40Air MovementUneven heating of the earth due to the curved surface of the globe produces winds.Wind is the movement of air from an area of higher pressure to an area of lower pressure.
41Uneven Heating of the Earth Cold dense air from the poles sinks and moves toward the equator.The hot less dense air near the equator is pushed up and moves back toward the poles.
42Coriolis EffectThe rotation of the Earth causes moving air and water to appear to turn to the right north of the equator and to the left south of the equator.
43Global Wind BeltsThe Coriolis Effect and differences in solar radiation (temperature) creates wind patterns on earth, known as Wind Belts.We live in the prevailing Westerlies where winds move west to east.
45The DoldrumsThe windless rainy zone near the equator is also called the doldrums.Near the equator the Sun heats the air and causes it to rise, creating low pressure and little wind. The rising air cools, causing rain.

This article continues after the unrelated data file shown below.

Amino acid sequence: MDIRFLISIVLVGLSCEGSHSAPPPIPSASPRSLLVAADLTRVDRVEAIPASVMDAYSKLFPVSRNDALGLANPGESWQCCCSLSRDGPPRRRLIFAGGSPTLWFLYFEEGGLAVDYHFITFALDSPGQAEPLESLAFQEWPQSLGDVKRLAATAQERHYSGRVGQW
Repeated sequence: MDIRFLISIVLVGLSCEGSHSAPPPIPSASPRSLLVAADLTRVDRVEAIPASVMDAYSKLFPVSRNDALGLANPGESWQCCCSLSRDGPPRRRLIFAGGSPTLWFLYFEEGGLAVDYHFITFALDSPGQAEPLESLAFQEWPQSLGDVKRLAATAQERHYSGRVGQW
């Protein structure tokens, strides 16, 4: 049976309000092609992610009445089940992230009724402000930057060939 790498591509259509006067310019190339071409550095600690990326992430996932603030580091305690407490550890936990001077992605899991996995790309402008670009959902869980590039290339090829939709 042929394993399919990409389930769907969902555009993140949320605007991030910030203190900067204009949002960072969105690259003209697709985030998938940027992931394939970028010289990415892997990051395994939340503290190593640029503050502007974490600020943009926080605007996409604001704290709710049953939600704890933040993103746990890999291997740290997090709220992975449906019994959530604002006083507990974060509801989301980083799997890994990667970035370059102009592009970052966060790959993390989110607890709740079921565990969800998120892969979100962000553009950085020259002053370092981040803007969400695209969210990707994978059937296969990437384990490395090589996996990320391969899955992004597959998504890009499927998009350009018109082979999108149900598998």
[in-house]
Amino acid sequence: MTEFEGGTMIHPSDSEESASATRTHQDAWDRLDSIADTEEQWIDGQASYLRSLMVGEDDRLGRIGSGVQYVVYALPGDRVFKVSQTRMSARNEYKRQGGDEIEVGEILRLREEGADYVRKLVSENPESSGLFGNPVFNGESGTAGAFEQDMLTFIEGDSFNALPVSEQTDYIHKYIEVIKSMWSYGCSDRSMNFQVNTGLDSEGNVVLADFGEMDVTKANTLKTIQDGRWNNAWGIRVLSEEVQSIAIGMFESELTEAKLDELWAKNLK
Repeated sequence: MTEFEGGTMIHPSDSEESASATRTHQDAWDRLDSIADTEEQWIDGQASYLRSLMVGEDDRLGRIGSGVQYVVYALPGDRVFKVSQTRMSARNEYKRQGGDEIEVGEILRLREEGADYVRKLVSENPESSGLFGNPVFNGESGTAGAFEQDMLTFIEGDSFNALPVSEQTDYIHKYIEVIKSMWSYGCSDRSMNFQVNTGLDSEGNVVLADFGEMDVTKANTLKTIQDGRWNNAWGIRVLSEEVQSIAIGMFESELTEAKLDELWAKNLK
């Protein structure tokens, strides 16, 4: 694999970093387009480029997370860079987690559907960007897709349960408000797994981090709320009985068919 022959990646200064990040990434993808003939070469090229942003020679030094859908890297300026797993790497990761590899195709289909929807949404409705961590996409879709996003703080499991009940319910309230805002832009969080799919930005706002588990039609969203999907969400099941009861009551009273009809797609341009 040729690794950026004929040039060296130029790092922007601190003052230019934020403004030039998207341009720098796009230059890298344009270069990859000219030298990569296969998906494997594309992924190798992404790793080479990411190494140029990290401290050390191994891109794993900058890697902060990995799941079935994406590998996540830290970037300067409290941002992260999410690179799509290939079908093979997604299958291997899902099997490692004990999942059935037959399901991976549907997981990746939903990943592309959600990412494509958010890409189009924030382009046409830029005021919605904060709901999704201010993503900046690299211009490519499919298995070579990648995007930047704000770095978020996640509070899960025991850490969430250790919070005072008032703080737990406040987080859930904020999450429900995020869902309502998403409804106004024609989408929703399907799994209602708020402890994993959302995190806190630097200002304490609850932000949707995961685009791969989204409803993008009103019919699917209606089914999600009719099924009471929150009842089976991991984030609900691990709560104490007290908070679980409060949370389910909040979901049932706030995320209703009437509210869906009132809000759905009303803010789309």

46The Trade WindsNear the 30ºNorth and South line of latitude air creates steady winds that blow in tropical regions.Sailors used these winds to create trade routes.
47Prevailng WesterliesBetween 30º and 60º lines of latitudes the winds blow from west to east, in opposite directions from the trade winds.These winds affect weather patterns in the United States.
48Polar EasterliesAbove 60º line of latitude, the winds move from east to west and are called the Polar Easterlies.
49Sea and Land BreezeDuring the day, land heats up faster than the ocean.As the warm air over the land rises it is replaced with cool breezes from the ocean.The opposite occurs at night.